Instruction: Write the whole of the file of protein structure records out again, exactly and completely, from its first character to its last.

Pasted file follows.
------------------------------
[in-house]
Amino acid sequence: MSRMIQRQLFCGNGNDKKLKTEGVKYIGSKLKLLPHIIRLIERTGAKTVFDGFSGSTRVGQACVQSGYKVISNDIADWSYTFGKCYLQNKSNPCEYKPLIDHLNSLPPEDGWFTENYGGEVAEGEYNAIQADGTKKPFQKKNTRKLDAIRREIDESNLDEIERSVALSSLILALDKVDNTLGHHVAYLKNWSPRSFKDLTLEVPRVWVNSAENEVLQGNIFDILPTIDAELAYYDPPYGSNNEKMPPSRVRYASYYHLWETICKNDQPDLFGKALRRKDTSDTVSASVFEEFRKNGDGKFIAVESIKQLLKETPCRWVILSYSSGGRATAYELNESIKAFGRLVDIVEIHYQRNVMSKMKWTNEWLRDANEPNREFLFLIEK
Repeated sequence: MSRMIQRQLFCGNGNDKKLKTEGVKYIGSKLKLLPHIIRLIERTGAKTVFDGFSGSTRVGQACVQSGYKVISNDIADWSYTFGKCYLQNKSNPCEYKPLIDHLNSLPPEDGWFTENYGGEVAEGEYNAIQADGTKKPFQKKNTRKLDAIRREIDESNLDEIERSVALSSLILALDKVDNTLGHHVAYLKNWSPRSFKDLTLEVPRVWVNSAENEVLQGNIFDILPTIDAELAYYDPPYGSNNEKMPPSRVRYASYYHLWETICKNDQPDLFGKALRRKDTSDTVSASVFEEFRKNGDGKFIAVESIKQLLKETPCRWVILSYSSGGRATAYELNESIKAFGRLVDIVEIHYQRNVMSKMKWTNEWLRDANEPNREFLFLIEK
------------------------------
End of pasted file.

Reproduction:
[in-house]
Amino acid sequence: MSRMIQRQLFCGNGNDKKLKTEGVKYIGSKLKLLPHIIRLIERTGAKTVFDGFSGSTRVGQACVQSGYKVISNDIADWSYTFGKCYLQNKSNPCEYKPLIDHLNSLPPEDGWFTENYGGEVAEGEYNAIQADGTKKPFQKKNTRKLDAIRREIDESNLDEIERSVALSSLILALDKVDNTLGHHVAYLKNWSPRSFKDLTLEVPRVWVNSAENEVLQGNIFDILPTIDAELAYYDPPYGSNNEKMPPSRVRYASYYHLWETICKNDQPDLFGKALRRKDTSDTVSASVFEEFRKNGDGKFIAVESIKQLLKETPCRWVILSYSSGGRATAYELNESIKAFGRLVDIVEIHYQRNVMSKMKWTNEWLRDANEPNREFLFLIEK
Repeated sequence: MSRMIQRQLFCGNGNDKKLKTEGVKYIGSKLKLLPHIIRLIERTGAKTVFDGFSGSTRVGQACVQSGYKVISNDIADWSYTFGKCYLQNKSNPCEYKPLIDHLNSLPPEDGWFTENYGGEVAEGEYNAIQADGTKKPFQKKNTRKLDAIRREIDESNLDEIERSVALSSLILALDKVDNTLGHHVAYLKNWSPRSFKDLTLEVPRVWVNSAENEVLQGNIFDILPTIDAELAYYDPPYGSNNEKMPPSRVRYASYYHLWETICKNDQPDLFGKALRRKDTSDTVSASVFEEFRKNGDGKFIAVESIKQLLKETPCRWVILSYSSGGRATAYELNESIKAFGRLVDIVEIHYQRNVMSKMKWTNEWLRDANEPNREFLFLIEK